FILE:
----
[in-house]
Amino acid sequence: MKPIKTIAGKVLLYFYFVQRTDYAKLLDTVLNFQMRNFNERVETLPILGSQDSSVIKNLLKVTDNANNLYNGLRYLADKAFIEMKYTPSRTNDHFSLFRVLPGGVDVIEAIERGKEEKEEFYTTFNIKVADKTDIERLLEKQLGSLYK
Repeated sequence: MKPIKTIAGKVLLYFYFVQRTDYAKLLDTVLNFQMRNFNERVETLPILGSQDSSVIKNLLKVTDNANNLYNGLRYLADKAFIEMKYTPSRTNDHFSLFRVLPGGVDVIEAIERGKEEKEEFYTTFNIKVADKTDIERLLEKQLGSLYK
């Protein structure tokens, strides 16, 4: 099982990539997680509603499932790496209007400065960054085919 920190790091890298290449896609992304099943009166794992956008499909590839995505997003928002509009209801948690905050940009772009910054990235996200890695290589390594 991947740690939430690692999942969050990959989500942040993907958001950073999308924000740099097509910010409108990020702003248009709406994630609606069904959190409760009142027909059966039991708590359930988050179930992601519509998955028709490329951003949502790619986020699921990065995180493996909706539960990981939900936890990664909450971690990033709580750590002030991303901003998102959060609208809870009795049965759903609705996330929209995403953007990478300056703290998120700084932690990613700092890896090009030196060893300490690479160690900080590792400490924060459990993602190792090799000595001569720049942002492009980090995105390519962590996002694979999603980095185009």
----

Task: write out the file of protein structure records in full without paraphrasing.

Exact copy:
[in-house]
Amino acid sequence: MKPIKTIAGKVLLYFYFVQRTDYAKLLDTVLNFQMRNFNERVETLPILGSQDSSVIKNLLKVTDNANNLYNGLRYLADKAFIEMKYTPSRTNDHFSLFRVLPGGVDVIEAIERGKEEKEEFYTTFNIKVADKTDIERLLEKQLGSLYK
Repeated sequence: MKPIKTIAGKVLLYFYFVQRTDYAKLLDTVLNFQMRNFNERVETLPILGSQDSSVIKNLLKVTDNANNLYNGLRYLADKAFIEMKYTPSRTNDHFSLFRVLPGGVDVIEAIERGKEEKEEFYTTFNIKVADKTDIERLLEKQLGSLYK
């Protein structure tokens, strides 16, 4: 099982990539997680509603499932790496209007400065960054085919 920190790091890298290449896609992304099943009166794992956008499909590839995505997003928002509009209801948690905050940009772009910054990235996200890695290589390594 991947740690939430690692999942969050990959989500942040993907958001950073999308924000740099097509910010409108990020702003248009709406994630609606069904959190409760009142027909059966039991708590359930988050179930992601519509998955028709490329951003949502790619986020699921990065995180493996909706539960990981939900936890990664909450971690990033709580750590002030991303901003998102959060609208809870009795049965759903609705996330929209995403953007990478300056703290998120700084932690990613700092890896090009030196060893300490690479160690900080590792400490924060459990993602190792090799000595001569720049942002492009980090995105390519962590996002694979999603980095185009």